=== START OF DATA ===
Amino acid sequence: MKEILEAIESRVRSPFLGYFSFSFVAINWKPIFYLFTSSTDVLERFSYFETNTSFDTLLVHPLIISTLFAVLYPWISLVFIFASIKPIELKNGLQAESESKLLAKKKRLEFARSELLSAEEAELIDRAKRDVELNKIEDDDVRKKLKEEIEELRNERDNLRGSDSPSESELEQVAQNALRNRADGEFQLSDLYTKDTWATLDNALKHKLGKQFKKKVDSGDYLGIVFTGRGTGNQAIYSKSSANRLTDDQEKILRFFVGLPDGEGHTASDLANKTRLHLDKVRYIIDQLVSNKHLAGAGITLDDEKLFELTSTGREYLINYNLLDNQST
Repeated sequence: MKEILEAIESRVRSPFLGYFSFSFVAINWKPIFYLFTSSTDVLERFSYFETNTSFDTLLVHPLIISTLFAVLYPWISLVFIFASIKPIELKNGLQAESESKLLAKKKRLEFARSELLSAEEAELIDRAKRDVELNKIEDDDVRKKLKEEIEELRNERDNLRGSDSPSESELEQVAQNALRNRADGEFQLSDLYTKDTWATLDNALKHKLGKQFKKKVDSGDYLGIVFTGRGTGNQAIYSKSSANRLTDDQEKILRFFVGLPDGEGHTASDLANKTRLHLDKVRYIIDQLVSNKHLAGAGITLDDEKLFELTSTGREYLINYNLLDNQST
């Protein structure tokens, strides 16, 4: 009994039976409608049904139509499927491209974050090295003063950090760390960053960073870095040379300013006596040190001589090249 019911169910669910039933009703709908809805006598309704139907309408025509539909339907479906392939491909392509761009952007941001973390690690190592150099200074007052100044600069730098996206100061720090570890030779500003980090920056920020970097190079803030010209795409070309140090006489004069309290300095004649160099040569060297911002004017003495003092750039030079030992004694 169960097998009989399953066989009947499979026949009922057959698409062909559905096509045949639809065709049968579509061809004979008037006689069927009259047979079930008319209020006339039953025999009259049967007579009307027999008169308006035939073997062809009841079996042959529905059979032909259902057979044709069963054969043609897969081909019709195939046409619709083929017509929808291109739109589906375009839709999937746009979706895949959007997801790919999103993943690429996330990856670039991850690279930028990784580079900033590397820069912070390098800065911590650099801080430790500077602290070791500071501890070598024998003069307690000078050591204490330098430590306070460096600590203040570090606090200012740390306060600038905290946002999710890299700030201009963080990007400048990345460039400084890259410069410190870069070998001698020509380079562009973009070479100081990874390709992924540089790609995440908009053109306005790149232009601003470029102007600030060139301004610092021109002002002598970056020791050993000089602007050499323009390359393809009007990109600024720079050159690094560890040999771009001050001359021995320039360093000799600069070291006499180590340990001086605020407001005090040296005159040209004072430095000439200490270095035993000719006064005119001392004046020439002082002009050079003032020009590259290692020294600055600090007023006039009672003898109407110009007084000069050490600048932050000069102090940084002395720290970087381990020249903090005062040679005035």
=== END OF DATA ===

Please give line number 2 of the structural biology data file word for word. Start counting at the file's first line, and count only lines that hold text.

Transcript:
Repeated sequence: MKEILEAIESRVRSPFLGYFSFSFVAINWKPIFYLFTSSTDVLERFSYFETNTSFDTLLVHPLIISTLFAVLYPWISLVFIFASIKPIELKNGLQAESESKLLAKKKRLEFARSELLSAEEAELIDRAKRDVELNKIEDDDVRKKLKEEIEELRNERDNLRGSDSPSESELEQVAQNALRNRADGEFQLSDLYTKDTWATLDNALKHKLGKQFKKKVDSGDYLGIVFTGRGTGNQAIYSKSSANRLTDDQEKILRFFVGLPDGEGHTASDLANKTRLHLDKVRYIIDQLVSNKHLAGAGITLDDEKLFELTSTGREYLINYNLLDNQST